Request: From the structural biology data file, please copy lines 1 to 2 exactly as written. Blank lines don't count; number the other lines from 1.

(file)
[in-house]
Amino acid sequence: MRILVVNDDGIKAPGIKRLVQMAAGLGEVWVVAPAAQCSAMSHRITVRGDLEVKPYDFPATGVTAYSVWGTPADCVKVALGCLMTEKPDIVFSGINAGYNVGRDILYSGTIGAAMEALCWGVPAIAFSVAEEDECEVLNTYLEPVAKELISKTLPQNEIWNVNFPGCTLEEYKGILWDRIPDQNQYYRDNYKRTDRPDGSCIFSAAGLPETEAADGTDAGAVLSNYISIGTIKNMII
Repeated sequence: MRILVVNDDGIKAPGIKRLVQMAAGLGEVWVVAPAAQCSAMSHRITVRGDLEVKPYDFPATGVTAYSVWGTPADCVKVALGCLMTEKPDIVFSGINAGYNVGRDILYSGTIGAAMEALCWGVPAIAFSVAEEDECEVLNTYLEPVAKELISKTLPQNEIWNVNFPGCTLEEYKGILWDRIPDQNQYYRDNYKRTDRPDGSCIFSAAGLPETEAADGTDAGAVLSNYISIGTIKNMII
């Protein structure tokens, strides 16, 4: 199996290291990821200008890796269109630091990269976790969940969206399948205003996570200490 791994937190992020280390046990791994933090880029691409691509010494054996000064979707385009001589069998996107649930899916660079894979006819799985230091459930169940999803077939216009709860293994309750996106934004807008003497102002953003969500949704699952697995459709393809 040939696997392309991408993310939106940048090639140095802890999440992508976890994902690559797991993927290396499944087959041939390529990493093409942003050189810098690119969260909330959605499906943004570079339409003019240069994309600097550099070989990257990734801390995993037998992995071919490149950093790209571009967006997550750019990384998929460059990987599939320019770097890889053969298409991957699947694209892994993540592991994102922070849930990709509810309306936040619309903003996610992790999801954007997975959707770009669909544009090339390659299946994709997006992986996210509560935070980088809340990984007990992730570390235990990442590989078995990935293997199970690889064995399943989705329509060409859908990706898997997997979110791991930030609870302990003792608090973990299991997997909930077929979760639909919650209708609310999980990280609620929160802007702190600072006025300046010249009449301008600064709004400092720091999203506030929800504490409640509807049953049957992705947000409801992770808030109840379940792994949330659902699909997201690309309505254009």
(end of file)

[in-house]
Amino acid sequence: MRILVVNDDGIKAPGIKRLVQMAAGLGEVWVVAPAAQCSAMSHRITVRGDLEVKPYDFPATGVTAYSVWGTPADCVKVALGCLMTEKPDIVFSGINAGYNVGRDILYSGTIGAAMEALCWGVPAIAFSVAEEDECEVLNTYLEPVAKELISKTLPQNEIWNVNFPGCTLEEYKGILWDRIPDQNQYYRDNYKRTDRPDGSCIFSAAGLPETEAADGTDAGAVLSNYISIGTIKNMII